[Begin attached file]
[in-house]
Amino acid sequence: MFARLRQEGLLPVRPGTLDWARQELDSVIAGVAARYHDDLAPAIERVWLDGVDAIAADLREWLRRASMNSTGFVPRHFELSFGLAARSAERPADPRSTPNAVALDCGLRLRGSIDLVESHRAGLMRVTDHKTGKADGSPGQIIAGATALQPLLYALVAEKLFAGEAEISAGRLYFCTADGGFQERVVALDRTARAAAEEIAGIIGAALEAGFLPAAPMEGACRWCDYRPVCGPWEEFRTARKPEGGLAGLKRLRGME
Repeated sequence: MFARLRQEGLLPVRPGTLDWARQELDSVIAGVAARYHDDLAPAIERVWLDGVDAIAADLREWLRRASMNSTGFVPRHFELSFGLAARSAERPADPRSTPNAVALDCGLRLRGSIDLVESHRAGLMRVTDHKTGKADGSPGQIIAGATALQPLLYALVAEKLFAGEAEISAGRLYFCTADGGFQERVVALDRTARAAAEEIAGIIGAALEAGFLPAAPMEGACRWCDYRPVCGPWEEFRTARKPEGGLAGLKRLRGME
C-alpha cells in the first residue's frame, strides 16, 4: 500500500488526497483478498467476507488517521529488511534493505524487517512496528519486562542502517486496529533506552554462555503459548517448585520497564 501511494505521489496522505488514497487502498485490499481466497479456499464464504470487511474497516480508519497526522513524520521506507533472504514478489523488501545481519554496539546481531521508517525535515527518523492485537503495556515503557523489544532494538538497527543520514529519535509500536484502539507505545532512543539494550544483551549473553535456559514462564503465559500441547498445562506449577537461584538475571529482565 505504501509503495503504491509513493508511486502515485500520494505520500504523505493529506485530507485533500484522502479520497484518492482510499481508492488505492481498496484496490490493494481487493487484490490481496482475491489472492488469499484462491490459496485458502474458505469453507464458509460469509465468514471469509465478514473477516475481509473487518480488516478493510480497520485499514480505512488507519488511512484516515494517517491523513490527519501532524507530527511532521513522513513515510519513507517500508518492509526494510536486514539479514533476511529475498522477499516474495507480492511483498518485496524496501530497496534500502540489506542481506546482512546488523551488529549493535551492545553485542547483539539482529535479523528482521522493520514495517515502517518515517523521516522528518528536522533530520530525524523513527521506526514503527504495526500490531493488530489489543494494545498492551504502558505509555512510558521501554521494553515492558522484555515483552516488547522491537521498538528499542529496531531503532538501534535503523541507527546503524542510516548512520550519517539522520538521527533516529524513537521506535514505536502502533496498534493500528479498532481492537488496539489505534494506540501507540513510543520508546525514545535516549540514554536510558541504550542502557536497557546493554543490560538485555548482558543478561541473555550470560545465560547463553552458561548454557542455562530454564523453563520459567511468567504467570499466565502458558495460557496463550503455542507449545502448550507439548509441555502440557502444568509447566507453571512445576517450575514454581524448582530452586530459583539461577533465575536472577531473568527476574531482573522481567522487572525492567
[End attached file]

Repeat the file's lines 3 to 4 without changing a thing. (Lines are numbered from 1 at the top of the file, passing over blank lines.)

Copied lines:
Repeated sequence: MFARLRQEGLLPVRPGTLDWARQELDSVIAGVAARYHDDLAPAIERVWLDGVDAIAADLREWLRRASMNSTGFVPRHFELSFGLAARSAERPADPRSTPNAVALDCGLRLRGSIDLVESHRAGLMRVTDHKTGKADGSPGQIIAGATALQPLLYALVAEKLFAGEAEISAGRLYFCTADGGFQERVVALDRTARAAAEEIAGIIGAALEAGFLPAAPMEGACRWCDYRPVCGPWEEFRTARKPEGGLAGLKRLRGME
C-alpha cells in the first residue's frame, strides 16, 4: 500500500488526497483478498467476507488517521529488511534493505524487517512496528519486562542502517486496529533506552554462555503459548517448585520497564 501511494505521489496522505488514497487502498485490499481466497479456499464464504470487511474497516480508519497526522513524520521506507533472504514478489523488501545481519554496539546481531521508517525535515527518523492485537503495556515503557523489544532494538538497527543520514529519535509500536484502539507505545532512543539494550544483551549473553535456559514462564503465559500441547498445562506449577537461584538475571529482565 505504501509503495503504491509513493508511486502515485500520494505520500504523505493529506485530507485533500484522502479520497484518492482510499481508492488505492481498496484496490490493494481487493487484490490481496482475491489472492488469499484462491490459496485458502474458505469453507464458509460469509465468514471469509465478514473477516475481509473487518480488516478493510480497520485499514480505512488507519488511512484516515494517517491523513490527519501532524507530527511532521513522513513515510519513507517500508518492509526494510536486514539479514533476511529475498522477499516474495507480492511483498518485496524496501530497496534500502540489506542481506546482512546488523551488529549493535551492545553485542547483539539482529535479523528482521522493520514495517515502517518515517523521516522528518528536522533530520530525524523513527521506526514503527504495526500490531493488530489489543494494545498492551504502558505509555512510558521501554521494553515492558522484555515483552516488547522491537521498538528499542529496531531503532538501534535503523541507527546503524542510516548512520550519517539522520538521527533516529524513537521506535514505536502502533496498534493500528479498532481492537488496539489505534494506540501507540513510543520508546525514545535516549540514554536510558541504550542502557536497557546493554543490560538485555548482558543478561541473555550470560545465560547463553552458561548454557542455562530454564523453563520459567511468567504467570499466565502458558495460557496463550503455542507449545502448550507439548509441555502440557502444568509447566507453571512445576517450575514454581524448582530452586530459583539461577533465575536472577531473568527476574531482573522481567522487572525492567